Thus far, this whole tour has felt like a family reunion. Seeing old friends, kids growing up, having people who saw us last year bring new people out to shows. Friends have offered meals, places to stay, advice on things we should do, and everyone has been so excited for our return. Even places where the staff has changed, the new employees have been so happy to meet us, just based on stories from last year. It’s been so welcoming and familiar. Even though we’ve only played these places once or twice a year ago, you’d think we were just there yesterday the way people remember us.
Last night’s crowd was mainly older folks who seemed really chill and just happy to be sitting, not in 100°, and ready for some music. It’s was such a lovey night with people sipping wine, kids playing on the playground, dads throwing beanbags, showing their cornhole skills, gelato being sampled, and everyone finding their happy. A lady wearing all purple bought one of our new purple t-shirts with the watercolor Mohawk splash on it and was so thrilled about the color. One woman bought a SHiNE compact mirror to remind herself to shine everyday! It was a listening crowd, so we got to do songs like “Tiny Girl” and “In Your Pocket”, and they just loved them. We drank sweet, cool red wine and several times, while looking up into the mountains where some of our great leaders are forever immortalized, we were reminded how lucky we truly are that anyone wants to come spend time listening to us.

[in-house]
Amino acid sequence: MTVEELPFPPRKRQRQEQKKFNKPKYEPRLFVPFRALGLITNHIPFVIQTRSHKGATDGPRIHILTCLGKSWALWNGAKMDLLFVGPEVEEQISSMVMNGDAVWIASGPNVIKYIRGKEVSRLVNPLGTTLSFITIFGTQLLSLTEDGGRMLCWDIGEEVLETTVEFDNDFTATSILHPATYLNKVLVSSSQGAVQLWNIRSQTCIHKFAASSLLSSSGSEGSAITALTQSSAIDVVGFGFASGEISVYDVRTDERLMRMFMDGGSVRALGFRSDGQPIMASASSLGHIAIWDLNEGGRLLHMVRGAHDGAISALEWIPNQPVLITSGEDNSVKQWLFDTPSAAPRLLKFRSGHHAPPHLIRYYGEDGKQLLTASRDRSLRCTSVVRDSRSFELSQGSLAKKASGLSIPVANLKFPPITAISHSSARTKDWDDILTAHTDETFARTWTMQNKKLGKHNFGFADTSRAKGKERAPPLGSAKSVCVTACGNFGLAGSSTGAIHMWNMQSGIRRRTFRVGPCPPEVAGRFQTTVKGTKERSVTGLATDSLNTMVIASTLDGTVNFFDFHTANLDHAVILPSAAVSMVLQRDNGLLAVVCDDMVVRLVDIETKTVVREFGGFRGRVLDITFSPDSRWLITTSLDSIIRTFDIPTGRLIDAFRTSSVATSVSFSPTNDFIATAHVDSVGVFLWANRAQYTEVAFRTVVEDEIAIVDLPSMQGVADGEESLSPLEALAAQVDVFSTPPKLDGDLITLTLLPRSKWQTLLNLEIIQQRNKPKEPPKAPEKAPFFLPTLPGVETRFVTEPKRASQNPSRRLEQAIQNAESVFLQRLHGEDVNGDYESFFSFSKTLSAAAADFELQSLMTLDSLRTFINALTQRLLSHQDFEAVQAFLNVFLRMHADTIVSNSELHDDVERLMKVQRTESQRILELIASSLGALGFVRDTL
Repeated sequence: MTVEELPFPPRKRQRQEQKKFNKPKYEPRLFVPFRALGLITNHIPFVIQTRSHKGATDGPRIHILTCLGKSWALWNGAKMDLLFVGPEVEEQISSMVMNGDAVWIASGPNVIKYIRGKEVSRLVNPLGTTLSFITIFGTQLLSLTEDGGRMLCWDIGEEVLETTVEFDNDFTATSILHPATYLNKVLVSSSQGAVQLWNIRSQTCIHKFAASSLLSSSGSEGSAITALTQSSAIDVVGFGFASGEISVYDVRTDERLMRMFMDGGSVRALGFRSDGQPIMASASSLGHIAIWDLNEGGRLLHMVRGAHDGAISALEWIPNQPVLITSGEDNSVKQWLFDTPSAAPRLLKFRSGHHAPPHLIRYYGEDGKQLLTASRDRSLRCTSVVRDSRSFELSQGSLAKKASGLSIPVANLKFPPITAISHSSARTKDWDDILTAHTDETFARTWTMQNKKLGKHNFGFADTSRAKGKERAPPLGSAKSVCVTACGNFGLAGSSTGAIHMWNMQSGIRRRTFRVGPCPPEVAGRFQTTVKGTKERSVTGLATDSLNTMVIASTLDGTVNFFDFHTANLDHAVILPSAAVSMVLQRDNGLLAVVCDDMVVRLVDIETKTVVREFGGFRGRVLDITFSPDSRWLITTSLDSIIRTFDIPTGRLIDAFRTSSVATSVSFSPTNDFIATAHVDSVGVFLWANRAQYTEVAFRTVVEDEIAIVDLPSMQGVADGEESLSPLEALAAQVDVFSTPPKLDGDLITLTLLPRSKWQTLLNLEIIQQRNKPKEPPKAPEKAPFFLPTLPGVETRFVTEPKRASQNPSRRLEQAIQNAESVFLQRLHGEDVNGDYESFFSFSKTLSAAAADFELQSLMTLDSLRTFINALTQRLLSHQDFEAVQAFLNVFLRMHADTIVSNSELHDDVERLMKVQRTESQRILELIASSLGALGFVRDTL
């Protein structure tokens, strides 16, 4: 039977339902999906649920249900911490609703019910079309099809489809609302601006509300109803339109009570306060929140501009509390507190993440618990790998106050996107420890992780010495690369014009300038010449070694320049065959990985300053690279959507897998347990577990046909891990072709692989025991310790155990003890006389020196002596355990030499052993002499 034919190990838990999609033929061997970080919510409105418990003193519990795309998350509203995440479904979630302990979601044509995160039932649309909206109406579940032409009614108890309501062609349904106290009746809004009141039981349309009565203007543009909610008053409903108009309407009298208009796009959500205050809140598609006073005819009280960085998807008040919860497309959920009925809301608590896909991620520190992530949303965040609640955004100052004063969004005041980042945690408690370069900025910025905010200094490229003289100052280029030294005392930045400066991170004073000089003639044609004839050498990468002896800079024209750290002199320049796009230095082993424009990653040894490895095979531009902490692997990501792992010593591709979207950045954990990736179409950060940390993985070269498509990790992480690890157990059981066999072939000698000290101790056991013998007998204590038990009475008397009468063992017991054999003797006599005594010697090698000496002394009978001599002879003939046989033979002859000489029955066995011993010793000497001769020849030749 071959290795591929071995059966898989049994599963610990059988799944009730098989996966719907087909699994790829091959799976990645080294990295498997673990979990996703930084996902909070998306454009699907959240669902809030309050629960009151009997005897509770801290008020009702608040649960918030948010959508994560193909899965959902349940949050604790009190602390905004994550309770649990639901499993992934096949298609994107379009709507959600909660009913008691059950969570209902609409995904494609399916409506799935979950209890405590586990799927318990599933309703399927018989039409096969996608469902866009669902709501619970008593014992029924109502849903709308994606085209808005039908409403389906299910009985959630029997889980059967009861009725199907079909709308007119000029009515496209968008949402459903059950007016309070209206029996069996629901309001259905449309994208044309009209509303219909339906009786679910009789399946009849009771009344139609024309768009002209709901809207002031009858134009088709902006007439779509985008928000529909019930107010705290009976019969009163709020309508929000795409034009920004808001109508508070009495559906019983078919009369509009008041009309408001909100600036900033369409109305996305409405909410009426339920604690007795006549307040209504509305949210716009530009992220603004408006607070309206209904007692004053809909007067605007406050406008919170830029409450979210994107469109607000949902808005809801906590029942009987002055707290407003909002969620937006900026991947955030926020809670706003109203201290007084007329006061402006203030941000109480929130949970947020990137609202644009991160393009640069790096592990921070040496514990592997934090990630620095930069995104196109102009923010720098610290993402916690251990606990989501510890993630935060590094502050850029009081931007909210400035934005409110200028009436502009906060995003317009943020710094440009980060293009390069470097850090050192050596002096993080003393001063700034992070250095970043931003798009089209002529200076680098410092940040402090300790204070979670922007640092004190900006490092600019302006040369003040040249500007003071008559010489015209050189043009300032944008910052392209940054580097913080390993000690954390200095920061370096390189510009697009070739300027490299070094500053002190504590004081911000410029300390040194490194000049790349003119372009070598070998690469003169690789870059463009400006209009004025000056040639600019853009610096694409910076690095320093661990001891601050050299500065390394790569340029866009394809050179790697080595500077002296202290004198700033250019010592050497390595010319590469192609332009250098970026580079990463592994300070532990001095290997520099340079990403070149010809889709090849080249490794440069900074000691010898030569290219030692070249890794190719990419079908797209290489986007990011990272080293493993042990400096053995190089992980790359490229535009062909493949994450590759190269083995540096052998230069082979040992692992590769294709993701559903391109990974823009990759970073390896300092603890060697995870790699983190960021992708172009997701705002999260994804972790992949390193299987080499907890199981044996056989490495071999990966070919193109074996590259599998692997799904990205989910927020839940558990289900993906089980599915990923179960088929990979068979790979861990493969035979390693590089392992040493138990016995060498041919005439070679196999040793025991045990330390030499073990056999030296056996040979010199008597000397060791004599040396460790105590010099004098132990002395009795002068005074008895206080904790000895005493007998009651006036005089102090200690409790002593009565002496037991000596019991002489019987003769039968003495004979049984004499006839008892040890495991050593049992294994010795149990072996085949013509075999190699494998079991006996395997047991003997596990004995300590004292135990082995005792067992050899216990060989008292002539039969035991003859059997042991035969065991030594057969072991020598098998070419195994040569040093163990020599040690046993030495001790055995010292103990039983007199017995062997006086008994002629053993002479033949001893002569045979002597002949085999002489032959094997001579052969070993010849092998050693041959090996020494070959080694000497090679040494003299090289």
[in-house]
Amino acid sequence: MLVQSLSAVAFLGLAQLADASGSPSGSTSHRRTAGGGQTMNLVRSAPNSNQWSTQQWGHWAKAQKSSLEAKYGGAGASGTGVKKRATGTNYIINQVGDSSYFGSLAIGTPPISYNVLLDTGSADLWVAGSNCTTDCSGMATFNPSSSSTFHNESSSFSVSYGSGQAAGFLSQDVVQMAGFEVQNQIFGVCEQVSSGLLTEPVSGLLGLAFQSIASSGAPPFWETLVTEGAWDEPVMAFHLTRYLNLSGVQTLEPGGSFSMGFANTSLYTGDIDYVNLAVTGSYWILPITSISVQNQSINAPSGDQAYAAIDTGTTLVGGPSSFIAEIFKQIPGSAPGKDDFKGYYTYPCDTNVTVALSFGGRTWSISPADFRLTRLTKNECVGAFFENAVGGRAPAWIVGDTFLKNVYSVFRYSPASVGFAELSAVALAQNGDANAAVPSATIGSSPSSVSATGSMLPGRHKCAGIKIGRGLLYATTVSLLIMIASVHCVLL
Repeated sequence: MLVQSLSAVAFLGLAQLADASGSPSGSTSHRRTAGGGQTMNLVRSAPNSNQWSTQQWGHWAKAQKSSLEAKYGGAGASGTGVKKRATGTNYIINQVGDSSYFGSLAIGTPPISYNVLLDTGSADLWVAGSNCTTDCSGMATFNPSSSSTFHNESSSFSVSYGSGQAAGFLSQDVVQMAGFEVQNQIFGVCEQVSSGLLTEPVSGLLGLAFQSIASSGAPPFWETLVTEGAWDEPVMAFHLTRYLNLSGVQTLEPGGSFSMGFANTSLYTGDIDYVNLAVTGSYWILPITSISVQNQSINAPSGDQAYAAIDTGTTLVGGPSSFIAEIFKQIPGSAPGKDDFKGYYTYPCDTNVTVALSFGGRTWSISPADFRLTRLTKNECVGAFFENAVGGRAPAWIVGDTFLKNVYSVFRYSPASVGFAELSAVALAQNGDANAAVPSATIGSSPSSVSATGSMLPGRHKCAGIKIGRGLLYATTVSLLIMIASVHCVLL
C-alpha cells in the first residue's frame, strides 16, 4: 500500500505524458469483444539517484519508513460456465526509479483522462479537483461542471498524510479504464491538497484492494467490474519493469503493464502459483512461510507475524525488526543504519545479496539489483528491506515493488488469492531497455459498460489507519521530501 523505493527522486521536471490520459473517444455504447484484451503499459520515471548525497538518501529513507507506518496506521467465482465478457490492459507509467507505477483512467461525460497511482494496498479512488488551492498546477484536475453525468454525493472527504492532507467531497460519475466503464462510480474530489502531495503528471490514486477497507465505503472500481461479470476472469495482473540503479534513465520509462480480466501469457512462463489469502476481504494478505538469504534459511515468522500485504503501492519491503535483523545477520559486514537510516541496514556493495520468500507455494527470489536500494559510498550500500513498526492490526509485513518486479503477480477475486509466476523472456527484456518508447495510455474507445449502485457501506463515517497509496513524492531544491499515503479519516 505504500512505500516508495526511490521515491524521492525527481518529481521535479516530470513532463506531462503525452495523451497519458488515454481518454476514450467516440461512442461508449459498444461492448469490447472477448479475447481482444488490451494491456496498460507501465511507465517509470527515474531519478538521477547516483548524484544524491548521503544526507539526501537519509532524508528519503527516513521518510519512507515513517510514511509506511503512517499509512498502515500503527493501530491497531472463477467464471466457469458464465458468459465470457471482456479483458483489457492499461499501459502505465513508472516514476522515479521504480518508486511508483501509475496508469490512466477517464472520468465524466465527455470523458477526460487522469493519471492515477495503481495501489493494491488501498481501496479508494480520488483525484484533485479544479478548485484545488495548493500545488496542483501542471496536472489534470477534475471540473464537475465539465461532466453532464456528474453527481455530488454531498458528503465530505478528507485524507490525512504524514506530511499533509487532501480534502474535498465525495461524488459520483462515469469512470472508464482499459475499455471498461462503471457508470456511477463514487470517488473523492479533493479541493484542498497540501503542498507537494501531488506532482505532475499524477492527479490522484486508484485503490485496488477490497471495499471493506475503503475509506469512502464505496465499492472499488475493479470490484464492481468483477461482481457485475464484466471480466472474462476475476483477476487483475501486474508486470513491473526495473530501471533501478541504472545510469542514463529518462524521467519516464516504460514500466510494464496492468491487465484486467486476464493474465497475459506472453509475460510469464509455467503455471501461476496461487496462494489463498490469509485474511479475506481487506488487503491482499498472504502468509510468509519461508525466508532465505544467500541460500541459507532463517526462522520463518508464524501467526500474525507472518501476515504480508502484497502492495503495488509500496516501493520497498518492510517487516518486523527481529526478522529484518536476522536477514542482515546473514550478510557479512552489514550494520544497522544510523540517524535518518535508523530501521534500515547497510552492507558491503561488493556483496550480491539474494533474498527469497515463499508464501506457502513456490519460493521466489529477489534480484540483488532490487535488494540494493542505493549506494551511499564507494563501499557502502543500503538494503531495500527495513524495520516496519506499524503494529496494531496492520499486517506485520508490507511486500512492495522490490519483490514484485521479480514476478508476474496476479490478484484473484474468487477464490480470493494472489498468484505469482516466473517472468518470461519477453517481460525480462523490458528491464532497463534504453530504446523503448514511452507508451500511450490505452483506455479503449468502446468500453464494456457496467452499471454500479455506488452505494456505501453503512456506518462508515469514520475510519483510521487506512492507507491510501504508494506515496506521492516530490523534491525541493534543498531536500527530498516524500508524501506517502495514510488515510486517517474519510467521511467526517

Something else that was really special to me last night had nothing to do with the show, but it is another testament to who we try to be. The owner of Grapes and Grinds, and the Presidential Wax Museum next door and several KOA’s across the states, Clay King is an absolute stand up guy. He and his wife have a little girl with such a rad name (Wilder) and are some of the best people you’ll ever meet. Clay recently lost his mom in a pretty sudden way. He shared with us about how it brought the family closer together and, other than mentioning how the year had changed course for his business plans because of her passing, he didn’t seem to be focused on the negative parts about it. We let him share and offered our condolences. The air got still and we felt the sadness briefly interject into the conversation. He stopped for a moment, looked around and said, “The flowers. Every year she did my flowers here for me. Things like that will be the hardest, you know?” Then he flashed his giant smile, and said, “It’s good to talk about. Thanks.”
The music is just part of why we do this. The “human” is the other part.